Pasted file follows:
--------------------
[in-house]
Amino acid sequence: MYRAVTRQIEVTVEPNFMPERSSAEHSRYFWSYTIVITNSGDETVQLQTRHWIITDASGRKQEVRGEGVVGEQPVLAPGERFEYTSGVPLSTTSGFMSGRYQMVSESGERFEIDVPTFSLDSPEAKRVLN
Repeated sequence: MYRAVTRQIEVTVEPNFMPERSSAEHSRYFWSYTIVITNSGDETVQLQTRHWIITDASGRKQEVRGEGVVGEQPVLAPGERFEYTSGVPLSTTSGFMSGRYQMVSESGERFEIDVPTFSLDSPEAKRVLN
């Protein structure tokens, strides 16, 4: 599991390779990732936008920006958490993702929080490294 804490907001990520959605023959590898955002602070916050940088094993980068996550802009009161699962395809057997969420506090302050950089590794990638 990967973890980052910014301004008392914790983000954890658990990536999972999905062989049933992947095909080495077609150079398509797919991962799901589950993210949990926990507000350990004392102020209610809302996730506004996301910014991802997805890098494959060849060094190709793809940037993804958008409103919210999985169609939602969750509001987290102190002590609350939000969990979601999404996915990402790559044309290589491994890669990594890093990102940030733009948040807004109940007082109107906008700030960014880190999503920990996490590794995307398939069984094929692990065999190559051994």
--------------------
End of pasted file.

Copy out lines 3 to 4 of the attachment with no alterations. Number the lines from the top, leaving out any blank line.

Repeated sequence: MYRAVTRQIEVTVEPNFMPERSSAEHSRYFWSYTIVITNSGDETVQLQTRHWIITDASGRKQEVRGEGVVGEQPVLAPGERFEYTSGVPLSTTSGFMSGRYQMVSESGERFEIDVPTFSLDSPEAKRVLN
């Protein structure tokens, strides 16, 4: 599991390779990732936008920006958490993702929080490294 804490907001990520959605023959590898955002602070916050940088094993980068996550802009009161699962395809057997969420506090302050950089590794990638 990967973890980052910014301004008392914790983000954890658990990536999972999905062989049933992947095909080495077609150079398509797919991962799901589950993210949990926990507000350990004392102020209610809302996730506004996301910014991802997805890098494959060849060094190709793809940037993804958008409103919210999985169609939602969750509001987290102190002590609350939000969990979601999404996915990402790559044309290589491994890669990594890093990102940030733009948040807004109940007082109107906008700030960014880190999503920990996490590794995307398939069984094929692990065999190559051994």